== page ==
• Tuesday, June 18, 2024
businessday logo


DPR concludes marginal fields bid round, awaits Buhari’s consent

Half of marginal field bidders cannot pay signature bonuses

After a three and a half month-long exercise, the Department of Petroleum Resources (DPR) has concluded this year Marginal Fields bid round and it is awaiting the approval of President Muhammadu Buhari who doubles as the minister of petroleum before announcing winners.

The marginal field bid round is one of the options the Federal government is exploring to raise revenue besides depending on monthly crude oil sales, as receipts from oil sales slip into the red zone.

Africa Oil & Gas Report, an energy intelligence publication by a respected analyst, Toyin Akinosho, reported that DPR concluded the analysis of the bids in the last two weeks and it has sent the results to the Minister of State for Petroleum, Timipre Sylva, who is to deliver it to President Muhammadu Buhari, the country’s de facto Minister of Petroleum.

“While the round started with over 500 applications, it closed with at least 100 applications making it all the way, each delivering at least $115,000 to the Nigerian treasury in the process,” the intelligence publication said.

Other sources close to the bid round said some highly contested fields like Egbolom with reserves of about 220 million barrels is expected to attract a minimum of $5Million as a signature bonus (an amount of money paid by bid winners on their marginal fields) while Usoro field on OML 10o and Ugbo field on OML 40 were also among the top contenders for investors.

All efforts to get the reactions from DPR’s spokesman Paul Osu proved abortive, as calls and messages were not responded to as at close of business on Wednesday.

“Nigeria desperately needs revenue from this marginal bid round, the presidency needs to act quickly and allow successful investors kick off operations at the earliest moment,” Niyi Awodeyi, CEO at Subterra Energy Resources Limited said.

The DPR did something different in this year’s bid round to improve revenue levels unlike previous bid rounds; they introduce a signature bonus that varies for each of the 57 fields planned for auction.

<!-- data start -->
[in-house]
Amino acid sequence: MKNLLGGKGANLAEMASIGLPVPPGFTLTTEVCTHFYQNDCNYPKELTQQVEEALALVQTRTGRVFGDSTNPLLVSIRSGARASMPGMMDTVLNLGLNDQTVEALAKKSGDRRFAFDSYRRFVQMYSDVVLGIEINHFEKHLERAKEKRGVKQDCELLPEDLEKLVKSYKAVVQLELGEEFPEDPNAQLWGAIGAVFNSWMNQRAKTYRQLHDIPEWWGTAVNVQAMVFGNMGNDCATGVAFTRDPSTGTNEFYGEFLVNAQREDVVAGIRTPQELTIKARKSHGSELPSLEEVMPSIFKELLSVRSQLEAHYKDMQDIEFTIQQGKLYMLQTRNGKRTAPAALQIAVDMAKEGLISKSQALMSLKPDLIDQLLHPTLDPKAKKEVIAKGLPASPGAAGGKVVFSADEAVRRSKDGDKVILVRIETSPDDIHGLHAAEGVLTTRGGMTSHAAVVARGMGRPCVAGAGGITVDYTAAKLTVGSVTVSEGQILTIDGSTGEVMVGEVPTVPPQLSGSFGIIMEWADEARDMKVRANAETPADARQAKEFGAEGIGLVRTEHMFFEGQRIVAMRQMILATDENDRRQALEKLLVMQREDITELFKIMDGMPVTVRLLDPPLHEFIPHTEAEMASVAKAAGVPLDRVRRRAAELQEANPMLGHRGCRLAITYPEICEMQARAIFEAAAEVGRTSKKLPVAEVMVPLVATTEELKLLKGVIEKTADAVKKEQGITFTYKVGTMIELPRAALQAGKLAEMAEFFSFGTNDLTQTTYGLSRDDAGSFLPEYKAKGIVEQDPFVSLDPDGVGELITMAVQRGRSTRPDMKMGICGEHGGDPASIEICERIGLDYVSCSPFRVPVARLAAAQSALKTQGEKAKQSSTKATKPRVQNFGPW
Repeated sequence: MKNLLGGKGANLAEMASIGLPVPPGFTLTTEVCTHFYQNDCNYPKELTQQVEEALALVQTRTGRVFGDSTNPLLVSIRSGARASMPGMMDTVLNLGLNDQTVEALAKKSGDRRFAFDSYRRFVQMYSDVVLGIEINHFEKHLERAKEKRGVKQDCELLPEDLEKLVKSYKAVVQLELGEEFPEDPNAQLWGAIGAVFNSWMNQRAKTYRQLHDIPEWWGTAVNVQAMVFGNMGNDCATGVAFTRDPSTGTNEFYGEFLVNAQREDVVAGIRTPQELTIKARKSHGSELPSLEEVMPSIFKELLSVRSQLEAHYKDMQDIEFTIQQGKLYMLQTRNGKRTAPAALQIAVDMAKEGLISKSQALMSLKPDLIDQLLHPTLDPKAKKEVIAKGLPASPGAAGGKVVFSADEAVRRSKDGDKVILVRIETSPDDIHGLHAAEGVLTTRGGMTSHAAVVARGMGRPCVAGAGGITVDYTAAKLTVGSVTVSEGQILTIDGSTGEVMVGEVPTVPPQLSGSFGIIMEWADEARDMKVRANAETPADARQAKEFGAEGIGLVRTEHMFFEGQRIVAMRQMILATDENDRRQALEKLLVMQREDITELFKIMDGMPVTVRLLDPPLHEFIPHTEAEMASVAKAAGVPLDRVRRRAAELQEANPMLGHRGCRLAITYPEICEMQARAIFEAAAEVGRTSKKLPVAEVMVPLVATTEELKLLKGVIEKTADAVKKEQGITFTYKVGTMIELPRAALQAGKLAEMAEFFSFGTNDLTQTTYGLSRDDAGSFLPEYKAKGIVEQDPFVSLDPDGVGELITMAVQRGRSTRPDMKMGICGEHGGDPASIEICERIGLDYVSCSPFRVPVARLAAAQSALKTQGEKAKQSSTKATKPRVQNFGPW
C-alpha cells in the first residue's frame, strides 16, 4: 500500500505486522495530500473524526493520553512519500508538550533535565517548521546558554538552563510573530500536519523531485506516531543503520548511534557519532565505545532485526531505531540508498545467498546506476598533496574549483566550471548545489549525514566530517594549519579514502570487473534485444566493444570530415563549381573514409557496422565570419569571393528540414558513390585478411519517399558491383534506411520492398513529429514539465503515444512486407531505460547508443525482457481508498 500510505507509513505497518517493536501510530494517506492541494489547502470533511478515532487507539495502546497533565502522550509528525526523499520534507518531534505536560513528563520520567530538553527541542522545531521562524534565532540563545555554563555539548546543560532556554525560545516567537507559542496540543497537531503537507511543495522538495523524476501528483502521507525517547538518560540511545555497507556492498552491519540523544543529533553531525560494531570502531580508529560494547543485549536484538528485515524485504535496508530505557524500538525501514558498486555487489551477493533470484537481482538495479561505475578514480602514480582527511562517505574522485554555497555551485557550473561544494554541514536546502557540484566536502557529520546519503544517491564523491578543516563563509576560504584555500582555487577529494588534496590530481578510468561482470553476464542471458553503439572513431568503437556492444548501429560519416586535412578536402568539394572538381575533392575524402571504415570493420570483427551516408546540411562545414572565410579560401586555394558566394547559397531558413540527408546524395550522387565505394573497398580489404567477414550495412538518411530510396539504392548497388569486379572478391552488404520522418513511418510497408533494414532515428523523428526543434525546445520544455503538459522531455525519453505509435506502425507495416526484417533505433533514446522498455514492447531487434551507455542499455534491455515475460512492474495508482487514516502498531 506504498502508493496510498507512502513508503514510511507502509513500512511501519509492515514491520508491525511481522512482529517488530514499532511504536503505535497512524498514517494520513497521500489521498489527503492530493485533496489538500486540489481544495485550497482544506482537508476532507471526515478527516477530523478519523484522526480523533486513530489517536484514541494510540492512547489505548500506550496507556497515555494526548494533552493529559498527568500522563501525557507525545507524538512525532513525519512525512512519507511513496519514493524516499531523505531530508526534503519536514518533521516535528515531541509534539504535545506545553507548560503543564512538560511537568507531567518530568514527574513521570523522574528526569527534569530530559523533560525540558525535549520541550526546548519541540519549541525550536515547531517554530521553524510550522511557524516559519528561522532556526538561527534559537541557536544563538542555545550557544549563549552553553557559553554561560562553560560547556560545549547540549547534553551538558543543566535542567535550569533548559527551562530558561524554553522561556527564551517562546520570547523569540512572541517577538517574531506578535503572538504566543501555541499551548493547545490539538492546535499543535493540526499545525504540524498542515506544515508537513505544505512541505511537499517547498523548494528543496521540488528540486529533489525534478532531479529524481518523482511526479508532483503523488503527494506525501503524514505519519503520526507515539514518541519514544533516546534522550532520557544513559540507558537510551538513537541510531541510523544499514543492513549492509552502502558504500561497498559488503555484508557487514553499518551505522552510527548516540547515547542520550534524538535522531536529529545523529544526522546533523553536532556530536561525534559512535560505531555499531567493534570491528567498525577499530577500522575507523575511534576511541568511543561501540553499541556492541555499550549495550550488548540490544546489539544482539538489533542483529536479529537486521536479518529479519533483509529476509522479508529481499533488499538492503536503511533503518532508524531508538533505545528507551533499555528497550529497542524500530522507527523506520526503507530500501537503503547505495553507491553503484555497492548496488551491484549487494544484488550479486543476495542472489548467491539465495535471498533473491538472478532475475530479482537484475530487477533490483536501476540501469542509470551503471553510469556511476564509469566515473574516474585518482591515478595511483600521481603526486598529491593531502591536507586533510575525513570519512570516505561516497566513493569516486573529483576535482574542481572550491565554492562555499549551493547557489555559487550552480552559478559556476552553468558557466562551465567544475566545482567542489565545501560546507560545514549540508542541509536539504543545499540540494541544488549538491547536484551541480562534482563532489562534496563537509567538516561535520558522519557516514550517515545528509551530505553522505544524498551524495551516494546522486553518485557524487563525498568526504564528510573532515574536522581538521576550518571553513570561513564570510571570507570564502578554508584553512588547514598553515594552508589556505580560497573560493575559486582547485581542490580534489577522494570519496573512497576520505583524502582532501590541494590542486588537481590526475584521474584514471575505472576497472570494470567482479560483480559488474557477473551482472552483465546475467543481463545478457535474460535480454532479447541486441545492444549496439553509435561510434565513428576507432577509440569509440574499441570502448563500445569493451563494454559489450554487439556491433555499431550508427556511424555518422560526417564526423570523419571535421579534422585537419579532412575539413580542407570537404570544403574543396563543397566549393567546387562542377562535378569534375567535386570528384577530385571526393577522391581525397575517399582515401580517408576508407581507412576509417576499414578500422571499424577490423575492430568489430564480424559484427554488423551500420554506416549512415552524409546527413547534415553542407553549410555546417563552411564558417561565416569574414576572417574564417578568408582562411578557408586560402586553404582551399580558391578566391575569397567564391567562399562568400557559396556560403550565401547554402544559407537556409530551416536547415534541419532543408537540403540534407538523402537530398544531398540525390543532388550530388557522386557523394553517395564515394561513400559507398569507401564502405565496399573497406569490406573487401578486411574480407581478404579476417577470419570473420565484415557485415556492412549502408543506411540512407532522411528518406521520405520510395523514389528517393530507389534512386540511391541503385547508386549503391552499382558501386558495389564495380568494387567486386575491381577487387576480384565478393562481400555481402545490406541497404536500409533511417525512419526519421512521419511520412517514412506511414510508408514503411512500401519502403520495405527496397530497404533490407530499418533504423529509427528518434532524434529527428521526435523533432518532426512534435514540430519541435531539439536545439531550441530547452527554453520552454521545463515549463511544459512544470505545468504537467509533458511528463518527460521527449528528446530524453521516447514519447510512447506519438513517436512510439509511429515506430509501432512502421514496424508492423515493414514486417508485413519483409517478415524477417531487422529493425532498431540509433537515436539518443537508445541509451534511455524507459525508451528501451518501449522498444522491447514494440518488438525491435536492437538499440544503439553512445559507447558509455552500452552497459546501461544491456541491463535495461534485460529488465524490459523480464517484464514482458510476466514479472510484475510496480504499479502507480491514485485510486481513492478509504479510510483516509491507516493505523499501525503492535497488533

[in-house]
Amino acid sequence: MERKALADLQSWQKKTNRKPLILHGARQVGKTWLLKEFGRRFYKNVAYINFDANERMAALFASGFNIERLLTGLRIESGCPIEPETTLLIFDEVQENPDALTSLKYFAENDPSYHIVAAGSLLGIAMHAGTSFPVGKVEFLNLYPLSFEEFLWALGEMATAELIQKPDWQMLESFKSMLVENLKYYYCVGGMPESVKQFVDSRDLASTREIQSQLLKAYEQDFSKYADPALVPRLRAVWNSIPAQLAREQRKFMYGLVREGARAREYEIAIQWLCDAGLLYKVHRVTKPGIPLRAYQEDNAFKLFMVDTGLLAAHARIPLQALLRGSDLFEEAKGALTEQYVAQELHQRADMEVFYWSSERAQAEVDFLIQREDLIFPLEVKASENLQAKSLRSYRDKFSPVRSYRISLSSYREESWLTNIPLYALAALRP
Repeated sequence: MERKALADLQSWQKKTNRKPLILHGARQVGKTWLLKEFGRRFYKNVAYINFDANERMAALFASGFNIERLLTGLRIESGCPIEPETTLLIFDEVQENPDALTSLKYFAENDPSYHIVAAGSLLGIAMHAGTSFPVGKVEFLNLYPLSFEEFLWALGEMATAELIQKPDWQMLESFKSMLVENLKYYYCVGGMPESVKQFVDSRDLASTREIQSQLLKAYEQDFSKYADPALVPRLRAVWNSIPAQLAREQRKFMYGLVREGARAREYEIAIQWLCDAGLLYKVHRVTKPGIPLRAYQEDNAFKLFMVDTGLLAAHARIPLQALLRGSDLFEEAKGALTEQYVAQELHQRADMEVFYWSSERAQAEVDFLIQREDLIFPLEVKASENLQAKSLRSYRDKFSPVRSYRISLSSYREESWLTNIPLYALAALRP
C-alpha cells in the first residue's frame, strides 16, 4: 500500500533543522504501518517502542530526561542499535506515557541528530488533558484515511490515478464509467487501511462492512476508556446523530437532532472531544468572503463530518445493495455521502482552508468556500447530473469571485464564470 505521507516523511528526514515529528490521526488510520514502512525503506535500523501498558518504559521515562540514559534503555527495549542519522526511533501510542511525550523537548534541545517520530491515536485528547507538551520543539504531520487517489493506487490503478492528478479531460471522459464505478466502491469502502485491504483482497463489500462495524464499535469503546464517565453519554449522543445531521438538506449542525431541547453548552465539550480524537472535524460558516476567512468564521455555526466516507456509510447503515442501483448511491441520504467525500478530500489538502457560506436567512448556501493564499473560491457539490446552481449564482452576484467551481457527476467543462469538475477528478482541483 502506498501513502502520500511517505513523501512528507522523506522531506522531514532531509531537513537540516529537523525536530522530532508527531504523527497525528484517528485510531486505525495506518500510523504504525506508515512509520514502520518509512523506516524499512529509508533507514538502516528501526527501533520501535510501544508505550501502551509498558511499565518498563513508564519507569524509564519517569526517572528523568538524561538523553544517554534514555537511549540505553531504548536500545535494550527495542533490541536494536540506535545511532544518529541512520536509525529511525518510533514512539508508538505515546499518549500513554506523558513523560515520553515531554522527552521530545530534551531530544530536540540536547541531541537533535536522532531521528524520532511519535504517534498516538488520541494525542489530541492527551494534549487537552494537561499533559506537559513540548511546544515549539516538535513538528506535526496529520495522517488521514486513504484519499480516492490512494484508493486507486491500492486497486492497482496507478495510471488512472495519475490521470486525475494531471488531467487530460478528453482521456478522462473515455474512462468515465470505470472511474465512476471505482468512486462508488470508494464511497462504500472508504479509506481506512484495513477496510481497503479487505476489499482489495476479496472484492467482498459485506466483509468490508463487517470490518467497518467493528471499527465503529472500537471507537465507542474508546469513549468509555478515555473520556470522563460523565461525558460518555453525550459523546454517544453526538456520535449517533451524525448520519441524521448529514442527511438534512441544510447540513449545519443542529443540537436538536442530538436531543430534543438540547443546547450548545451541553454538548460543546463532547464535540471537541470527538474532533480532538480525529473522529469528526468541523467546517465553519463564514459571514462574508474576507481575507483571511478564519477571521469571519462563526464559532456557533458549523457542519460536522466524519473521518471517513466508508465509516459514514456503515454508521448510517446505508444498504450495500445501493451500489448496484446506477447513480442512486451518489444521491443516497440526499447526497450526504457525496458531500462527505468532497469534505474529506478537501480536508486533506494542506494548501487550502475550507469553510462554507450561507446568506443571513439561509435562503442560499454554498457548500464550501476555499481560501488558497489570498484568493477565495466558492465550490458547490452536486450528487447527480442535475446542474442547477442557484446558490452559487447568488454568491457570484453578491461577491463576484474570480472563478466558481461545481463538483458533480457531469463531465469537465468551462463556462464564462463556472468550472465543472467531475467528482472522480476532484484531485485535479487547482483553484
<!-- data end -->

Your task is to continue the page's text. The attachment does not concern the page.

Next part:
This was prompted by an oversight during the 2003 rounds when a flat signature bonus was applied to all fields. It happened that owners of Assaramatoru field and Umusadege fields paid the same signature bonus rate even though there was a huge difference in their production levels.

Assaramatoru field barely produced 1,000 barrels per day whilst Umusadege field was awash with around 20,000 barrels per day consistently for over five years. With more due diligence, the government could have gained a significant amount of money from a higher signature bonus charged to Umusadege.

Awodeyi explained that some of the 57 fields available for auction are in the offshore terrain which constitutes a major challenge for most investors and can affect the chances of achieving first oil within the shortest possible time.

Nigeria has not held marginal field bid rounds since 2003. Twenty-four fields were awarded to 32 companies, some of them two to a field, in 2003.

More than any other time in its history, Nigeria desperately needs revenue from the marginal field bid round as the country is facing a challenging financial situation worsened by the pandemic and unstable oil prices; which makes the implementation of the 2020 budget a “herculean task.”

Data compiled from the breakdown and highlights of 2020 budget performance presented by the Minister of Finance, Budget and National Planning, Zainab Ahmed, showed that in the first seven months of 2020, Nigeria recorded N2.5 trillion in revenue and spent about N6.25 trillion creating a record budget deficit of N3.7 trillion.

“The government needs to take adequate steps as fast as possible, time is running out,” Awodeyi said.